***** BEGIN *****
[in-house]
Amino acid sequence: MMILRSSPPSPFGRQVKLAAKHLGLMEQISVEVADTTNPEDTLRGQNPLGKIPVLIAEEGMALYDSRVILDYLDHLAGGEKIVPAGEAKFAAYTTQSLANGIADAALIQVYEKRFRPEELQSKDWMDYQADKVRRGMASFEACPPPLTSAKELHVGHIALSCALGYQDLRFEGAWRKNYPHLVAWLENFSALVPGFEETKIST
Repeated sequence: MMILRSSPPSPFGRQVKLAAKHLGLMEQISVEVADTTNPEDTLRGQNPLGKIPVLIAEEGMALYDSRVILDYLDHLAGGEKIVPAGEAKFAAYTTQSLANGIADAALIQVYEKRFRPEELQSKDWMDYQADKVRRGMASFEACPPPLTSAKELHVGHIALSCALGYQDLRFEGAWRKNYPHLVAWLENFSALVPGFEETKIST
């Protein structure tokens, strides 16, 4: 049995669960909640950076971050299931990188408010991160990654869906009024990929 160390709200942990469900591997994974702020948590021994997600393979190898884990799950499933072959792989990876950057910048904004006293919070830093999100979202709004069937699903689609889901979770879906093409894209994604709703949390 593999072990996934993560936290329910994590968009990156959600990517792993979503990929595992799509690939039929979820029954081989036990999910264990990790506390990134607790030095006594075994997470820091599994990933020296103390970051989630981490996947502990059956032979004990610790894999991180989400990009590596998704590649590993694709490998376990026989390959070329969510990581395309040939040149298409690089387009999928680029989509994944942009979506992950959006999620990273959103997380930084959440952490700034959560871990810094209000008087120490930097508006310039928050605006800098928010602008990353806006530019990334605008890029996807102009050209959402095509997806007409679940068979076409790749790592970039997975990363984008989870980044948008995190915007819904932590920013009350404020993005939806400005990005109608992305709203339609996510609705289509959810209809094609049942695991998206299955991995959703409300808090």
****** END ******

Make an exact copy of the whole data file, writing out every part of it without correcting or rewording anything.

[in-house]
Amino acid sequence: MMILRSSPPSPFGRQVKLAAKHLGLMEQISVEVADTTNPEDTLRGQNPLGKIPVLIAEEGMALYDSRVILDYLDHLAGGEKIVPAGEAKFAAYTTQSLANGIADAALIQVYEKRFRPEELQSKDWMDYQADKVRRGMASFEACPPPLTSAKELHVGHIALSCALGYQDLRFEGAWRKNYPHLVAWLENFSALVPGFEETKIST
Repeated sequence: MMILRSSPPSPFGRQVKLAAKHLGLMEQISVEVADTTNPEDTLRGQNPLGKIPVLIAEEGMALYDSRVILDYLDHLAGGEKIVPAGEAKFAAYTTQSLANGIADAALIQVYEKRFRPEELQSKDWMDYQADKVRRGMASFEACPPPLTSAKELHVGHIALSCALGYQDLRFEGAWRKNYPHLVAWLENFSALVPGFEETKIST
């Protein structure tokens, strides 16, 4: 049995669960909640950076971050299931990188408010991160990654869906009024990929 160390709200942990469900591997994974702020948590021994997600393979190898884990799950499933072959792989990876950057910048904004006293919070830093999100979202709004069937699903689609889901979770879906093409894209994604709703949390 593999072990996934993560936290329910994590968009990156959600990517792993979503990929595992799509690939039929979820029954081989036990999910264990990790506390990134607790030095006594075994997470820091599994990933020296103390970051989630981490996947502990059956032979004990610790894999991180989400990009590596998704590649590993694709490998376990026989390959070329969510990581395309040939040149298409690089387009999928680029989509994944942009979506992950959006999620990273959103997380930084959440952490700034959560871990810094209000008087120490930097508006310039928050605006800098928010602008990353806006530019990334605008890029996807102009050209959402095509997806007409679940068979076409790749790592970039997975990363984008989870980044948008995190915007819904932590920013009350404020993005939806400005990005109608992305709203339609996510609705289509959810209809094609049942695991998206299955991995959703409300808090």